Chasing the 'base of the pyramid'

Veteran cleaning-product firm SC Johnson seeds startups in the poorest parts of Africa. Socially responsible? Yes, but also good business, reports Fortune's Marc Gunther.

By Marc Gunther, Fortune senior writer

NEW YORK (Fortune magazine) -- Do the slum-dwellers of Nairobi, Kenya, really want Windex and Ziploc bags?

You might not think so. But SC Johnson Co., the family-owned company with $7 billion in global sales that brings us Windex, Pledge, Raid and Ziploc bags, is setting up shop there. It's part of an attempt to build profitable businesses that reach the 4 billion poorest people on earth, those who live on less than $5 a day.

It won't be easy. "Kenya is never the same, day to day, week to week," says Scott Johnson, vice president of global environment and safety at SC Johnson. "It's never what it appears to be, at least to someone sitting in headquarters."

SC Johnson's experiment will test a theory about doing business at what's called the "base of the pyramid". That's where the 4 billion poorest people live. At the top of the pyramid are the 600 million people earning more than $15,000 a year, where most big companies do business. In the middle are the 1.4 billion earning $1,500 to $15,000 a year.

Behind the theory are two of the most innovative business thinkers in academia: Stuart Hart of Cornell, author of "Capitalism at the Crossroads: The Unlimited Business Opportunities in Solving the World's Most Difficult Problems" (Wharton, 2005) and the University of Michigan's C. K. Prahalad, author of "The Fortune at the Bottom of the Pyramid: Eradicating Poverty Through Profits" (Wharton, 2004).

Hart is helping to guide the SC Johnson project. The goal, he explained last week at Business for Social Responsibility's annual conference, is to help the company serve a vast market in ways that are sustainable and culturally appropriate.

Companies that do it right, he argues, will not only reach new customers; they will develop innovative products, business models and technologies, and they will help lift people out of poverty. "The question is, can multinationals figure it out?" Hart asks. "It takes a very different mindset."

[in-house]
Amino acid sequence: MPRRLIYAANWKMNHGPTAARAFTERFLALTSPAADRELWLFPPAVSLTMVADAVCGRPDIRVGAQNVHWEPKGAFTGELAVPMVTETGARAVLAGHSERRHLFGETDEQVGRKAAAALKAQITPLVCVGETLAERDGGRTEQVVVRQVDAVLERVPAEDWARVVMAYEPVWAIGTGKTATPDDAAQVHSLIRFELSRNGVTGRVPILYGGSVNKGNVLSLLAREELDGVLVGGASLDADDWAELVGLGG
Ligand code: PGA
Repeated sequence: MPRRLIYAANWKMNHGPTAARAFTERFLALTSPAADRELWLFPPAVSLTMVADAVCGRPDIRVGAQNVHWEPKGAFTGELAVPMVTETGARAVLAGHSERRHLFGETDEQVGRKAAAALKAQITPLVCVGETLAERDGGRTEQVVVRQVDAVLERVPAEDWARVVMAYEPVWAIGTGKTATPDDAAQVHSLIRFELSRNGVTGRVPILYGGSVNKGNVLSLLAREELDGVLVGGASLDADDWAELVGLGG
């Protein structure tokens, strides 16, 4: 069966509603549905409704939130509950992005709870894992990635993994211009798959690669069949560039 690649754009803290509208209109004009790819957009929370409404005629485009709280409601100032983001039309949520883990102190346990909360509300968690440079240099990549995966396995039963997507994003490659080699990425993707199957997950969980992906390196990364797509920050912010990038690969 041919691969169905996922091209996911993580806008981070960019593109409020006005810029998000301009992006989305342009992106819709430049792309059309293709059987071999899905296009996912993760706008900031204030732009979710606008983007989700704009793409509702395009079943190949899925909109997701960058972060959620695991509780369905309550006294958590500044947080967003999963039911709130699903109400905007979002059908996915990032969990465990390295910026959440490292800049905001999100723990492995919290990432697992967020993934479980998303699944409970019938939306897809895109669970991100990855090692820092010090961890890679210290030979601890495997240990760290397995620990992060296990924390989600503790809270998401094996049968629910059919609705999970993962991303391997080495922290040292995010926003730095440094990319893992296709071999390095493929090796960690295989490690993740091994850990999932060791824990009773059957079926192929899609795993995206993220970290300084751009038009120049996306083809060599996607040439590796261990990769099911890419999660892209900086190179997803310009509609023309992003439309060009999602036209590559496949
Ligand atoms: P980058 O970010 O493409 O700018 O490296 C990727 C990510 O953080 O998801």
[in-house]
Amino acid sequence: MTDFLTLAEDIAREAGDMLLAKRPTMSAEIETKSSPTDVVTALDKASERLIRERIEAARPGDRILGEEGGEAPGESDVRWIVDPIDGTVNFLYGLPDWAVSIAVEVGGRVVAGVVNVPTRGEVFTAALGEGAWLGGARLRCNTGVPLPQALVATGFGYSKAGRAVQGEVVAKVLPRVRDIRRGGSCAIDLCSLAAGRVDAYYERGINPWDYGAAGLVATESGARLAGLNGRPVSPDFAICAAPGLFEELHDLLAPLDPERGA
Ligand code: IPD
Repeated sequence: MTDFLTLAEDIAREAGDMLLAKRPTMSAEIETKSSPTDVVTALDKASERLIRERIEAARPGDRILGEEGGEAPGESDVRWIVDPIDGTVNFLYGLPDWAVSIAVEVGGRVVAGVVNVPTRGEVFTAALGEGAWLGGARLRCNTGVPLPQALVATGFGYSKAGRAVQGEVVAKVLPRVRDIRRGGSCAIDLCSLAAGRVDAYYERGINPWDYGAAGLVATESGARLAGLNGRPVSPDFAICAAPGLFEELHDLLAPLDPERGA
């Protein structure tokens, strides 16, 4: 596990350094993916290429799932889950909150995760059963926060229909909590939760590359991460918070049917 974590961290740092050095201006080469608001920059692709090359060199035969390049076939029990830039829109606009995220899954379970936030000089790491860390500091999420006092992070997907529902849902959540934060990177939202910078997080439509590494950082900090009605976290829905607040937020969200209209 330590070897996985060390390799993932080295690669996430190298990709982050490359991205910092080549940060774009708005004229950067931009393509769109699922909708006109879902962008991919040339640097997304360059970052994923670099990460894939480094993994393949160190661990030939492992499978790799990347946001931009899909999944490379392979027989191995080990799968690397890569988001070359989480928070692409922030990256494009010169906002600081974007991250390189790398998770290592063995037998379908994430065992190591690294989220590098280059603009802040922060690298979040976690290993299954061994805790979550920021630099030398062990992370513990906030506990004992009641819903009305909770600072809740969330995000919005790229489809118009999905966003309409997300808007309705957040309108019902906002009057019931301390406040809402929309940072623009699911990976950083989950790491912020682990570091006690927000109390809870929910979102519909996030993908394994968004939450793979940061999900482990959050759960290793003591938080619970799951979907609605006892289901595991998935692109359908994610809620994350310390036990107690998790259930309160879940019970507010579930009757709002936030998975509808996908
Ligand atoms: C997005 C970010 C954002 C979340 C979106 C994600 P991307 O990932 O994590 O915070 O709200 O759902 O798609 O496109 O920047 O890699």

Detergent for the poor

More than a few are trying. Hindustan Lever, a Unilever (Charts) unit, sells small packets of detergent to India's rural poor by decentralizing production, marketing and distribution.

The Solae Company, an alliance between DuPont and Bunge Limited, wants to bring foods made with soy to India.

French-based Groupe Danone (Charts) recently announced a partnership with microcredit institution Grameen Bank to create a small plant in Bangladesh that will make nutrient-rich yogurt for 6 cents a serving, creating jobs and supporting local dairy farmers.

And Microsoft (Charts) plans to roll out 50,000 computer kiosks run by entrepreneurs throughout India.

SC Johnson's Kenya adventure began in the summer of 2005 when a six-person team of company employees and interns went to live in Kibera, east Africa's largest slum (the word they use). They stayed in people's homes, soaking up the culture, learning to milk cows or make a Kenyan staple called "mandazi," a sweet fried bread.

Eventually, the newcomers, working with about a dozen people who were already selling SC Johnson products in Kenya, formed connections with youth groups that collected garbage in Kibera.

Together they came up with plans to create a "community-based cleaning and waste management company," which would sell pest control, cleaning services, and garbage pickup. "It was about creating a service from the products that SC Johnson has," explains Justin DeKoszmovsky, a leader of the Kenya project for the firm.

Some marketing surprises

Not long afterwards, youth groups in two other Nairobi neighborhoods formed similar cleaning companies with the company's help. They've run into the problems faced by many startups, and then some. They weren't sure what services people wanted, or how much to charge.

"These aren't communities where you run focus groups," DeKoszmovsky says. Some customers want their TVs and windows cleaned using Windex, while others are more focused on ridding their homes of pests using Baygon.

The company didn't expect much of a market for Pledge, a premium-priced furniture cleaner, but it turned out that people liked the lemony scent. Pricing's another issue. All the business is transacted in cash, and customers like to haggle. Some services cost as little as $1.40. Says DeKoszmovsky: "Some groups are doing fantastically. Others are struggling."

The youth groups have laid out big goals: to improve living standards and hygiene, create jobs and improve communities. Will this evolve into a real, profitable business? It's probably a long shot, but the risks are relatively low and the rewards could be big. "If we can crack this market, the model could easily be spread to many of our subsidiaries around the world," says Scott Johnson, who is no relation to the family that has run SC Johnson for more than a century.

The company operates in more than 70 countries, and it has a tradition of environmental and social responsibility. Among other things, the company supports Hart's base-of-the-pyramid research at Cornell, where he is the Samuel C. Johnson Chair of Sustainable Global Enterprise.

Fortunately, no one involved expects instant results. "We always take the long view in our decisions," Johnson says. "We're very patient. And I can see that working at the base of the pyramid is going to test our patience."

Windex, Pledge, Raid and Ziploc are registered trademarks of S.C. Johnson & Son, Inc.


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